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Depression and Burden Affects Caregivers of Those with Sensory Impairment

Author: Allen Press Publishing Services

Published: 2011-02-13


When a person experiences impairment or declining health, caregiving typically falls to a family member.

Main Digest

When a person experiences impairment or declining health, caregiving typically falls to a family member, most often a spouse. This increased burden can cause burnout, stress, and illness in the caregiver. The health care system focuses first on the client and provides little support for the caregiver.

A study just published in the journal Insight: Research and Practice in Visual Impairment and Blindness explores levels of burden and depression reported by caregivers. This Canadian study focuses on people over the age of 65 with blindness, deafness, or both impairments, and the spouse or partner who serves as caregiver.

Nearly 21% of seniors with disabilities in Canada are afflicted with vision loss. More than 50% of Canadians older than 65 have inner ear hearing loss. Among those 70 years and older, 9% to 21% have some degree of dual-sensory loss.

Twenty-five participants, spouses to clients of a vision and hearing loss rehabilitation center, were recruited for this study. Of the clients, six had vision loss, eight had hearing loss, five had dual-sensory loss, and six were control participants with no sensory loss. Participants were ages 65 to 93.

The current study used two survey instruments, the Caregiver Burden Scale and the Geriatric Depression Scale. These surveys address topics such as caregivers' health, psychological well-being, finances, social life, and relationship with the person receiving care.

The hypothesis was that spouses whose partners had sensory loss would report higher levels of both burden and depression compared to the control group. However, the current study did not find this result on a statistically significant level. In fact, the one comparison that did show a significant difference indicated that those in the control group, with no sensory loss, experienced a greater feeling of burden than those in the hearing-impaired group.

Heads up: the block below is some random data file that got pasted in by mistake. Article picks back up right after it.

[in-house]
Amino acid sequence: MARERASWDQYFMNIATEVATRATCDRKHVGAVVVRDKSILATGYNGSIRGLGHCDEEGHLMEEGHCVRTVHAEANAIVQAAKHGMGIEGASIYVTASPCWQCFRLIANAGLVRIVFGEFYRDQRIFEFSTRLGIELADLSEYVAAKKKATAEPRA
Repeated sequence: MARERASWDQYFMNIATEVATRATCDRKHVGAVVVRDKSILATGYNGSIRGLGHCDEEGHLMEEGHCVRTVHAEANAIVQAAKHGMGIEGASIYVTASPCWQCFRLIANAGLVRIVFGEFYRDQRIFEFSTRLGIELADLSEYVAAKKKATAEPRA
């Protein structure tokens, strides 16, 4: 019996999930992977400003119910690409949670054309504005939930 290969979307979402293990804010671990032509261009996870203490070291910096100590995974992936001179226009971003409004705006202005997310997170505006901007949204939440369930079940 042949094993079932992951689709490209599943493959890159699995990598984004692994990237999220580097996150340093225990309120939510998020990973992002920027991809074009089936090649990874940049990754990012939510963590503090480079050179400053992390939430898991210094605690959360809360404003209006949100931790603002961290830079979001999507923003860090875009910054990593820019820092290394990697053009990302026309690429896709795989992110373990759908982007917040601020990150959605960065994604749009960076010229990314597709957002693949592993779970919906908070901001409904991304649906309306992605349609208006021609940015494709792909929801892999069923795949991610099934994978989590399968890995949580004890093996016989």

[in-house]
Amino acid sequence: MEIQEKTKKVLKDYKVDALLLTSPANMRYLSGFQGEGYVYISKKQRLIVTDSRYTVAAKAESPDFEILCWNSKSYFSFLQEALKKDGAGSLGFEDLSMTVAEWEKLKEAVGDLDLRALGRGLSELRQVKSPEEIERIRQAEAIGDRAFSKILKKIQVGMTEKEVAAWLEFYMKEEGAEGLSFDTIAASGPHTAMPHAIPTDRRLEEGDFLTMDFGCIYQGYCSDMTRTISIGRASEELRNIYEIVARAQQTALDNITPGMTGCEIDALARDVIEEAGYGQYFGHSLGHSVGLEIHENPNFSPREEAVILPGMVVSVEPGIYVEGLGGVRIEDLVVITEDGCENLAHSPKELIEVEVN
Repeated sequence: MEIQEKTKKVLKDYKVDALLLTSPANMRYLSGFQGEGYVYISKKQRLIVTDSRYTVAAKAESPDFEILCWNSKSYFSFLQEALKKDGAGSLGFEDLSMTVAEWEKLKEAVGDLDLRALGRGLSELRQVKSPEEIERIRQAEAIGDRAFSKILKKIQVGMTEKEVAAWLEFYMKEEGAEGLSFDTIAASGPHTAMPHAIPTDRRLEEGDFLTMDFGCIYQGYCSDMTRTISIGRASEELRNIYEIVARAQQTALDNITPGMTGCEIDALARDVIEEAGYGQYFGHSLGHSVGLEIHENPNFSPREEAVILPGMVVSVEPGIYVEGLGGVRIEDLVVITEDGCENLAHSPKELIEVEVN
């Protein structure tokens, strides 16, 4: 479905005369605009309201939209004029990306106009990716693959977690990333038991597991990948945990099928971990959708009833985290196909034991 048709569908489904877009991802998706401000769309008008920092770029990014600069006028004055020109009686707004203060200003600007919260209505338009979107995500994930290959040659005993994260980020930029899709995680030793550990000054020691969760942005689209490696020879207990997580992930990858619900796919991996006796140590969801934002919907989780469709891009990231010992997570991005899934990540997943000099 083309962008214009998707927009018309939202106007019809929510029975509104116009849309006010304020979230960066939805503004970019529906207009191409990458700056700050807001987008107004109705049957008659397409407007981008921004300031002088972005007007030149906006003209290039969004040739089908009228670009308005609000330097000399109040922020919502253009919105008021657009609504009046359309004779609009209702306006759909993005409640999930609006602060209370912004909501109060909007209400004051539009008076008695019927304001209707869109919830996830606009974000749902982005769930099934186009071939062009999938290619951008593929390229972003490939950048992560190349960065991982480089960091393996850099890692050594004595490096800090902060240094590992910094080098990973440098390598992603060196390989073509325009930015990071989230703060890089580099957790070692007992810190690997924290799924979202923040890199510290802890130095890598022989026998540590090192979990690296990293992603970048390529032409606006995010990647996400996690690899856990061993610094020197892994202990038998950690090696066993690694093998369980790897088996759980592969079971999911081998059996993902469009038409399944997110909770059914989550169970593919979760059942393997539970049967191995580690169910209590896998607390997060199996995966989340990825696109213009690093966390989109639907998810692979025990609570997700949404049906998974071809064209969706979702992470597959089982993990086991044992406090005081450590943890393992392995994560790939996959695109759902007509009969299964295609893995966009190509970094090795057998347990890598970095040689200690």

These results were somewhat surprising, yet they did show a significant relationship between increased perception of burden and higher levels of depression. Despite the limitation of a small number of study participants, these results could indicate that burden and depression are generally more widespread in older adults and are not specifically linked to a disability or health status.

Full text of the article, "Depression and Burden in Spouses of Individuals with Sensory Impairment," Insight: Research and Practice in Visual Impairment and Blindness, Vol. 4, No. 1, Summer 2011, is available at

About Insight: Research and Practice in Visual Impairment and Blindness Insight: Research and Practice in Visual Impairment and Blindness is a quarterly journal in the field of education and rehabilitation of persons of all ages with low vision or blindness. The journal features excellent research that can be applied in a practical setting as well as best-practice examples that contain enough detail to be implemented by other practitioners. The journal reports on informative and helpful practices, research findings, professional experiences, experiments, and controversial issues. It is the official publication of the Association for Education and Rehabilitation of the Blind and Visually Impaired (AER). To learn more about the society, please visit:

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